And it - no studies to date have shown any tetracycline like staining or any staining to date that’s been used from the recommended doses and duration of - for the treatment of rickettsial diseases even when multiple course have been administered.

So keep in mind that this is a different duration and at that dose and duration we haven’t seen any staining present.

And because there are no other effective antibiotics for rickettsial diseases it’s kind of our only option and we highly recommend the use for suscepted rickettsial infections.

Here are the doses and durations again for adults and children. For pregnant women or cases of life-threatening tetracycline allergy we do recommend consulting with an infectious disease physician.

Testing for Rocky Mountain spotted fever is only for surveillance and public health purposes. And of course it’s not going to help you make a clinical decision unfortunately and cannot - no diagnostic test can help you definitely rule in or out Rocky Mountain spotted fever in your acute phases.

So what we do use for diagnosis of RMSF is PCR of - or IHC of whole blood serum and tissue can be done. These are mostly likely to be accurate in the severe stages or late stages of illness.

They are unlikely to be positive in the acute stage because the R. rickettsii are not circulating in large numbers in the blood.

The more common test that we use is the indirect immunoflorescence assay for the detection of antibodies. And this requires two tests, a test in the acute phase and a test in the convalescent phase two to four weeks later.

We use that comparison of baseline and convalescent to show if there’s an increasing titer indicating an acute infection.

So one thing I’ll mention again about the Rhipicephalus, the brown dog tick is this is one vector that we’re finding carrying Rocky Mountain spotted fever in Southwest and in parts of Mexico. This has been associated with a higher case fatality rate and a higher incident of cases unfortunately.

I’m going to speed through Ehrlichiosis and Anaplasmosis. I know most of the information is going to be the same. They’re very non-specific clinical presentations. But they are found in different tick vectors and in different parts of the country.

Here’s an image of the Ehrlichiosis chaffeensis cases from 2012. As you can see most of the cases are localized at the Southeastern and South Central United States except for E. Muris-like cases which are located more often in Minnesota and Wisconsin. So you can see some of those upper Midwestern cases.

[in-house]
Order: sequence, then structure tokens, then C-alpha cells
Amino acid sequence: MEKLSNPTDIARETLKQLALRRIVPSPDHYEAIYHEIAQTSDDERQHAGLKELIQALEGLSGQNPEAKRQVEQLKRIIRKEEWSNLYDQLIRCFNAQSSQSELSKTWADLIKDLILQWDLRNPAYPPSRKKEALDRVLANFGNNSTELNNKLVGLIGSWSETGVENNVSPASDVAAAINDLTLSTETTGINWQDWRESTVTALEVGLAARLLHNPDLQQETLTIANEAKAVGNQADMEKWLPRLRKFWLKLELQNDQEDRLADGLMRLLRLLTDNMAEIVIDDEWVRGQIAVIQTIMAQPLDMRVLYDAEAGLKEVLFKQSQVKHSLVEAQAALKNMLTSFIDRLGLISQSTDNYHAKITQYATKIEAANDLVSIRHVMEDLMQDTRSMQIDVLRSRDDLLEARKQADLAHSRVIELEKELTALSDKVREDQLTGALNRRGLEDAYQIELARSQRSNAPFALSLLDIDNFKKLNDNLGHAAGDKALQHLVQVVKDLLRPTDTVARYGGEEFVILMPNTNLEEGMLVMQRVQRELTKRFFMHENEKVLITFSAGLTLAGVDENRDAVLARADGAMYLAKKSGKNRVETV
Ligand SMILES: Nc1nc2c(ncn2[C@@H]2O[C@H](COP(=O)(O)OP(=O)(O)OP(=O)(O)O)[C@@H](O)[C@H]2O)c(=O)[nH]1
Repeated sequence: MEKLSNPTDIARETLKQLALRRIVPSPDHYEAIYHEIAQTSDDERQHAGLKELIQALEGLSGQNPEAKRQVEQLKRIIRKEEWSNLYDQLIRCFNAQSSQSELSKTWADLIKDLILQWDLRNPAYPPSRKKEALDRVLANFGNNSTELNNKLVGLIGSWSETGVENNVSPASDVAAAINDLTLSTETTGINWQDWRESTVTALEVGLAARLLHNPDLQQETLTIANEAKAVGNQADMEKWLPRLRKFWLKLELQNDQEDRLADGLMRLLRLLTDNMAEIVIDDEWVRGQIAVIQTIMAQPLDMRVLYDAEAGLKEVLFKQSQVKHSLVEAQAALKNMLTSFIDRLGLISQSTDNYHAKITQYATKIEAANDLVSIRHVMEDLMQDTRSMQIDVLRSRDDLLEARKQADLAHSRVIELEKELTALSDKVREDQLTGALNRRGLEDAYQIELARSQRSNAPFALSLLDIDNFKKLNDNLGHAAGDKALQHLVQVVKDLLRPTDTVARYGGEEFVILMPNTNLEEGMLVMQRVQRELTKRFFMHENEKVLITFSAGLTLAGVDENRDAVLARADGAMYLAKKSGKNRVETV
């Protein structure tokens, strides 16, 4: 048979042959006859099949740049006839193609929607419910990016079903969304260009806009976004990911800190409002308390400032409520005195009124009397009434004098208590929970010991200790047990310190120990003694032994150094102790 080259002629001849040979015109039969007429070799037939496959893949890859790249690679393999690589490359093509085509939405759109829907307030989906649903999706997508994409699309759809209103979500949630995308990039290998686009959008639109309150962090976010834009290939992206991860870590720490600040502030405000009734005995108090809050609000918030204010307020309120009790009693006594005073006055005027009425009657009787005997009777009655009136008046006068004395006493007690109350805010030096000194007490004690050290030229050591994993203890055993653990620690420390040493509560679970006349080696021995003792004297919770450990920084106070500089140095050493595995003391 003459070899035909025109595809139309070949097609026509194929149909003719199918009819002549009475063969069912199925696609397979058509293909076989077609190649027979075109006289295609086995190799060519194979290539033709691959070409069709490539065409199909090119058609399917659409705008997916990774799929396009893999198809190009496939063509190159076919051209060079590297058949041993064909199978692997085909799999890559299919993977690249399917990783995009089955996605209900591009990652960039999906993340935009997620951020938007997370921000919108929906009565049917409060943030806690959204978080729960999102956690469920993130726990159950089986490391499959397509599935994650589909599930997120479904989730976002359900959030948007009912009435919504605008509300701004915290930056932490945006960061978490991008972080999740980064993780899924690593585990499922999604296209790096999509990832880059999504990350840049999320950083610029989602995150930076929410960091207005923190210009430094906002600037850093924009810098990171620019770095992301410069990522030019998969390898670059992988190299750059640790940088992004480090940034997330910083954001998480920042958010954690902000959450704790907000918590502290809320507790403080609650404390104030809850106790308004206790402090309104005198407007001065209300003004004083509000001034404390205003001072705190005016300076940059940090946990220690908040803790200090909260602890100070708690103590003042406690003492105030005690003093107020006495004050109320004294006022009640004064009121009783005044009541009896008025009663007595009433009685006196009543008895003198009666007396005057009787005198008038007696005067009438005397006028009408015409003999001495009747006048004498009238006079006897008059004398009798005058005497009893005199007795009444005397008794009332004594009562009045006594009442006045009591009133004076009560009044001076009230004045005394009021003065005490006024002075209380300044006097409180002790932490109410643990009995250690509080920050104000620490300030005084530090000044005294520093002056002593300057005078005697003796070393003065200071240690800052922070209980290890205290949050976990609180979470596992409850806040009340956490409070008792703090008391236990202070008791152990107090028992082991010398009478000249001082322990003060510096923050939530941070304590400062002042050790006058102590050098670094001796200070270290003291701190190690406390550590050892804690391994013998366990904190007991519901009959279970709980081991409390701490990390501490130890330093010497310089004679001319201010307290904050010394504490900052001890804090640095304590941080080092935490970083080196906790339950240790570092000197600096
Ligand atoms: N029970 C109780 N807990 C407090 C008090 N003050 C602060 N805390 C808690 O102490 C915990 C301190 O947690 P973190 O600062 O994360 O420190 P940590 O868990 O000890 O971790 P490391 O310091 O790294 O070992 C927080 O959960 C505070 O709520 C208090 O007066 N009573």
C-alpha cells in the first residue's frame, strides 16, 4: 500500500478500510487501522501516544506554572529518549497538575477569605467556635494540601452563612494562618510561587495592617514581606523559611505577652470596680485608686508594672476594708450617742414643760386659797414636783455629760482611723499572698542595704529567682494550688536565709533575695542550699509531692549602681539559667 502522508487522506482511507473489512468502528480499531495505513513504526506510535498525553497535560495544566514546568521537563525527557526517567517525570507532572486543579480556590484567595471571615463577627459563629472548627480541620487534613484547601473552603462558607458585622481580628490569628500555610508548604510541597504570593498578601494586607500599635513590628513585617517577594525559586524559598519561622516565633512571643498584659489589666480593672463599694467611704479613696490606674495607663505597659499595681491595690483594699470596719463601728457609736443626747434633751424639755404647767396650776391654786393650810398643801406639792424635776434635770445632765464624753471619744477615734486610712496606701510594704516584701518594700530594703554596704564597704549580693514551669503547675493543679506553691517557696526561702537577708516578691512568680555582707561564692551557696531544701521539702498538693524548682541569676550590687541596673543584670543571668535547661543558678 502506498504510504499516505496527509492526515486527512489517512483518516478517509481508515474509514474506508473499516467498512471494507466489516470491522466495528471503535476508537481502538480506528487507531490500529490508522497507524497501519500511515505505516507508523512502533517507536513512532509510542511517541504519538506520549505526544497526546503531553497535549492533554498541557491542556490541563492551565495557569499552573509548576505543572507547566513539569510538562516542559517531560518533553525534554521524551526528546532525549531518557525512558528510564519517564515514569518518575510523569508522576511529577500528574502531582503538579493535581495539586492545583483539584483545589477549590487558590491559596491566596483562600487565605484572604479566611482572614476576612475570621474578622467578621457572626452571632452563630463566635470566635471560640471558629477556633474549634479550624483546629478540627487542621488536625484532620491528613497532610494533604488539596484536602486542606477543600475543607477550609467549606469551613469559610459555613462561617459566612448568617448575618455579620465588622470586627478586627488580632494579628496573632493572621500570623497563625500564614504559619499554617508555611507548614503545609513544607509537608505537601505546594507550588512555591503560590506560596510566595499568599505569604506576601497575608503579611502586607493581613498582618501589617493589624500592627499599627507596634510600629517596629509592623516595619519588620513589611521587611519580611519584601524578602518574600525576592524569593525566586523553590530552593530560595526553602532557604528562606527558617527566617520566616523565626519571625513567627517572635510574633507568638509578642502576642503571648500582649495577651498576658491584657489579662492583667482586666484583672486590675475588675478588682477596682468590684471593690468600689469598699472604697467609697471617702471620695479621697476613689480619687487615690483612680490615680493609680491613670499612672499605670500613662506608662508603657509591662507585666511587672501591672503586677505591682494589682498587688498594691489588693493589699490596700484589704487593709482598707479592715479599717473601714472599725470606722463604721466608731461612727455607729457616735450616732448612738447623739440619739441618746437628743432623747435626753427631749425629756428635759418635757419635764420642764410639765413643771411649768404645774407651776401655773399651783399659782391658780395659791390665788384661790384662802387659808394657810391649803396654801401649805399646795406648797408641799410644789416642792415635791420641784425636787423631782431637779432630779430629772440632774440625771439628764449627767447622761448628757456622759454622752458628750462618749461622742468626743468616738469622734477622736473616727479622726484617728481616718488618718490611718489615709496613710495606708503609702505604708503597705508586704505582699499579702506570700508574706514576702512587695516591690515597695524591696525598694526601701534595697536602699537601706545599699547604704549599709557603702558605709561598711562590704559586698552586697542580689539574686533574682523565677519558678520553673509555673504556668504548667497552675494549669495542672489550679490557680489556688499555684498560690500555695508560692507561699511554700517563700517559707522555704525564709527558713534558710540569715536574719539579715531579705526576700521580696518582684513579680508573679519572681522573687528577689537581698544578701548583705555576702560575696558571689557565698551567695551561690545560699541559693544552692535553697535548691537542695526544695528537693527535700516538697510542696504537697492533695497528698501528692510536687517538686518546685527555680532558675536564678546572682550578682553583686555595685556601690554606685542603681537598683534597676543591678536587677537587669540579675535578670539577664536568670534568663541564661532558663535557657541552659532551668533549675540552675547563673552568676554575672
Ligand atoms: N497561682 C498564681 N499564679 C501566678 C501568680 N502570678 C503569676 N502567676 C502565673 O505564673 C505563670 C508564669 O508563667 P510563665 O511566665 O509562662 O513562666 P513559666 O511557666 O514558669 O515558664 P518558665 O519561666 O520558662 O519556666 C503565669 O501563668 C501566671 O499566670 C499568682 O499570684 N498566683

Again signs and symptoms of Ehrlichiosis very non-specific. One important difference from Rocky Mountain spotted fever is that rash is less common. We get rash reported in about 60% of children but only in 30% of adults.

And another thing that we have found is that studies have shown that Ehrlichiosis severity may depend on the immuno-competence of patients.

So those who are - have a compromised immunity may have more severe cases than the general population.

Again here are some images of where we find common reports of cases of Anaplasma. You can see it’s mostly localized to the upper Midwest and Northeastern United States where that black-legged tick is more commonly found.

Symptoms are again very non-specific -- fever, headache, myalgia, cough, confusion. The rash is very rarely reported in Anaplasmosis cases.

In fact if you do have a rash presenting on a patient it’s more likely that this is the cause of a co-infection of lyme disease because they are both lyme disease and Anaplasmosis are transmitted from the same tick vector. But it could also mean that it - you may be looking at a case of Rocky Mountain spotted fever instead.

And as with Ehrlichiosis persons with compromised immune systems tend to have a more severe clinical presentation. I’ll just briefly note that there have been reports of organ transplantation and blood transfusion transmitted cases of Rocky Mountain Spotted Fever - not Rocky Mountain spotted fever - of Ehrlichiosis and Anaplasmosis.

Because these bacteria are often infecting the white blood cells and circulating in the blood stream they’re more commonly present - more likely to pose a risk for transfusion transmitted cases. There have been cases reported out of the United States for both Ehrlichiosis and Anaplasmosis transfusion transmitted cases.

Donors may be asymptomatic at the time of their donation. And any patient who received - who develops symptoms of Anaplasmosis and Ehrlichiosis following months after a blood transfusion or a solid organ transplant should be reported to state health organizations for very prompt investigation.

Treatment is again the same as Rocky Mountain spotted fever Doxycycline for children and adults. And the only difference is that for Anaplasmosis if that is suspected we recommend a slightly long duration of ten to 14 days of Doxycycline just in case there’s a co-infection of lyme disease.

Testing is the same. You can use PCR or serology. PCR is actually very- is a very good test for Ehrlichiosis and Anaplasmosis because they are circulating in wide numbers in the blood stream. So even after they - shortly after they receive antibiotics PCR can be the most sensitive test for acute illness.

You can also use the two serologic tests in the acute phase and in the convalescent phase. And again we’re looking for a four-fold drive in the antibody titer for indication of an acute infection.